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With more Gen Zers in the workplace, how HR can regain the lost art of in-office etiquette

Dan Kaplan
Dan Kaplan
Dan Kaplan is a Senior Client Partner for Korn Ferry's CHRO practice. He is based in Korn Ferry's New York office. Kaplan earned a bachelor's degree from Rutgers University. He is a member of the National Multiple Sclerosis Society's Business Advisory Council and fundraises for several non-profit organizations.

During the pandemic, students were sequestered to their kitchen tables instead of making life-long friends in classes, dorms and fraternity parties.

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Then came those first jobs. Instead of in-person office meet and greets, business lunches and “get-to-know-you” happy hours, those new employees spent their time in video conference meetings.

But now, working exclusively from home is beginning to be less common as employers are asking that workers return to the office, at least part-time. This poses a new dilemma for HR leaders as they must navigate a tremendous gap in one key area of excelling in the business world: how employees dress, talk and act in the office.

A critical way this plays out is navigating generational differences. Gen Z workers have come of age in an entirely different, often more relaxed atmosphere. This shows itself in many ways, such as casual wear in the office or a heavy reliance on communicating via messaging on their phone instead of face-to-face. This can be perceived by more mature workers as showing a lack of engagement—or even being downright rude.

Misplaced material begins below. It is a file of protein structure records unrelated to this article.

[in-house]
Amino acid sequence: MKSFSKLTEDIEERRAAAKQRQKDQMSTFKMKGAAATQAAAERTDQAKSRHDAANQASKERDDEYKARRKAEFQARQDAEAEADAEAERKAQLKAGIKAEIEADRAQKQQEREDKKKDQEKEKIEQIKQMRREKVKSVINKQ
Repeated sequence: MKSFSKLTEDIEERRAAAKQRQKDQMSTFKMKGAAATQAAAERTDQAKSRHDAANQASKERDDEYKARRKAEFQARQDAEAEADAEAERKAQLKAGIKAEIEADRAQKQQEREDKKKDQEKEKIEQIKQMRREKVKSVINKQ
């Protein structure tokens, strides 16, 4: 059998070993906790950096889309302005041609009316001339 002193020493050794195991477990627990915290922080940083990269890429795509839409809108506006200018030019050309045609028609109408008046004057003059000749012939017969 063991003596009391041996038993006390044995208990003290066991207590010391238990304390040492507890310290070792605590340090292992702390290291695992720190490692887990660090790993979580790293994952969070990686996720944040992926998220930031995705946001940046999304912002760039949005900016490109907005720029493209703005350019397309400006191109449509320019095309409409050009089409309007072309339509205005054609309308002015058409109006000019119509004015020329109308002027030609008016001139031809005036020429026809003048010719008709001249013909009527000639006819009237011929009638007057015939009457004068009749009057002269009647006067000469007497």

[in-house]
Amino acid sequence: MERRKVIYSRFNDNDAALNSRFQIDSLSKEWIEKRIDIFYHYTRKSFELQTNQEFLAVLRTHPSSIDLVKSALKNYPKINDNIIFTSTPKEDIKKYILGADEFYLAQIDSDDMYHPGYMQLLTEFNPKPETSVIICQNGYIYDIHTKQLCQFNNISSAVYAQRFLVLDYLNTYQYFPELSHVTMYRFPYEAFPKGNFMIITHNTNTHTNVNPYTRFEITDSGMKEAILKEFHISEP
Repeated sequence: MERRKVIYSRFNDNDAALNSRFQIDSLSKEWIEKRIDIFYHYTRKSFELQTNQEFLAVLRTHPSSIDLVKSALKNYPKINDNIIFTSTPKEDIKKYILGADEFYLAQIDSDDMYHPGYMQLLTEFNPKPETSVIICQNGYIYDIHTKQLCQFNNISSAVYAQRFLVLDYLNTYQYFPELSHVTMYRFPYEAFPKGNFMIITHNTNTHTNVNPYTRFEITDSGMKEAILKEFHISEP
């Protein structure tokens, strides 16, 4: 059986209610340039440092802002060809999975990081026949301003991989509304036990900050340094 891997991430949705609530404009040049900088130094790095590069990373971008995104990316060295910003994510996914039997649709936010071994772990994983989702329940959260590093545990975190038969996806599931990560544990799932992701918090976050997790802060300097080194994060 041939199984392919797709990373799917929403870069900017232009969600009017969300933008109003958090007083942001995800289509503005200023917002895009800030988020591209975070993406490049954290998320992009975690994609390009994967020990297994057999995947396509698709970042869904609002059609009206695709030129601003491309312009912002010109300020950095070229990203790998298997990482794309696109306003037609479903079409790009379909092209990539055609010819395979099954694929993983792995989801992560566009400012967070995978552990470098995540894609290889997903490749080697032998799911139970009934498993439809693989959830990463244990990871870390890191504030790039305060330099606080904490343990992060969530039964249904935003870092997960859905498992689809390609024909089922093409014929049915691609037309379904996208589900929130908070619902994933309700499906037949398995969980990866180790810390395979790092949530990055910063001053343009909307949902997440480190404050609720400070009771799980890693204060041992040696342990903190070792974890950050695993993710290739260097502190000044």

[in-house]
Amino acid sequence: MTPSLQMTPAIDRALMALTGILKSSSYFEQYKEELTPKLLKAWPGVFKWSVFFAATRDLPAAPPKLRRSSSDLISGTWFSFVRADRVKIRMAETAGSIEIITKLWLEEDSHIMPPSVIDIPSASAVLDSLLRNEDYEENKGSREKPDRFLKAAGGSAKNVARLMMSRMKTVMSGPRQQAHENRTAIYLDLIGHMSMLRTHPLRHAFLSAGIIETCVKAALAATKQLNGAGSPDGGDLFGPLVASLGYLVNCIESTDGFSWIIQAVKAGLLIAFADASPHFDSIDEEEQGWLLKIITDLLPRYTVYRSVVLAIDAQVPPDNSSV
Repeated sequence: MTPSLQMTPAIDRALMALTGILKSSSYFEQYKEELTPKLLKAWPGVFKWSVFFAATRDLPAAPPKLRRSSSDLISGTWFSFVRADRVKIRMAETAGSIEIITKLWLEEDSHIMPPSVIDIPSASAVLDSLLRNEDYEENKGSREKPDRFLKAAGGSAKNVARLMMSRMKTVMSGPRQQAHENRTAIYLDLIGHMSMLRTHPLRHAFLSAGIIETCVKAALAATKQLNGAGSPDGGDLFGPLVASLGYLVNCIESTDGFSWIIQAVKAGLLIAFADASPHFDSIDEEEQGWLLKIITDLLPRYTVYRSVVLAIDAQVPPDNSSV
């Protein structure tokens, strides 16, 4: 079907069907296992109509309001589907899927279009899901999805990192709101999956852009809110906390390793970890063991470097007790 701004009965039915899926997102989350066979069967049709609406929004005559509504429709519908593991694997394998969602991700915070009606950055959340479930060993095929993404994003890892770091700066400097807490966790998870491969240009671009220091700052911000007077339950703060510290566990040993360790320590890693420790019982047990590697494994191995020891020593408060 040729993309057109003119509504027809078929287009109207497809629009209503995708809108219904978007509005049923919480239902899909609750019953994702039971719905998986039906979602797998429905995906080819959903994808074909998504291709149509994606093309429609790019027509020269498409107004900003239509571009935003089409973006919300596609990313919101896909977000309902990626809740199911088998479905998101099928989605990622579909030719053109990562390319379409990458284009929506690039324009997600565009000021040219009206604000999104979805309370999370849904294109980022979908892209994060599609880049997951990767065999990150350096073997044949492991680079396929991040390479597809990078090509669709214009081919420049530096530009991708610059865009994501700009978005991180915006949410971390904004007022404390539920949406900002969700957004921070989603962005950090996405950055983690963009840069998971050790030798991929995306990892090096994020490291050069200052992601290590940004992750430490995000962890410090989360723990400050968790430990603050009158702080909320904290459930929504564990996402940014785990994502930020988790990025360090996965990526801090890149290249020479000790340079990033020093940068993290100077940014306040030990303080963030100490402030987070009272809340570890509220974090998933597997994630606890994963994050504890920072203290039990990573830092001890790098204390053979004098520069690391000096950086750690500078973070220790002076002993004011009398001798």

Differences also surface relating to when and where employees work. While employees who have been in the workplace for some time may be used to a typical 9-to-5 day, newer workers may break up the day between work and recreational time. They may take off a couple hours in the middle of the day, but they’ll make up for it by completing tasks later in the evening.

This can pose some real issues for HR professionals as they navigate the differences and try to set expectations on proper office etiquette. This isn’t to say one way of working is better, it just creates a need for greater understanding of the way people work.

Greater communication can help with office etiquette

HR can help foster tolerance by facilitating greater communication among employees. One tactic may be to host guided conversations where people of different ages can discuss what matters to them in the workplace and how they can be the most effective.

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See also: Gen Z is taking over the workplace: 5 things HR needs to know

This isn’t to say that HR should adopt an “anything goes” mentality. As part of the onboarding process, there should be a clear set of protocols that workers should follow, such as being on time, being professional in how they talk to one another and staying off their phones when they are in meetings.

One thing to note is that employees often follow the lead of their managers—everything from imitating their email tones to gossiping behind a co-worker’s back. It’s critical that HR is very clear in the standards it expects from its managers to create a healthy, happy culture for everyone.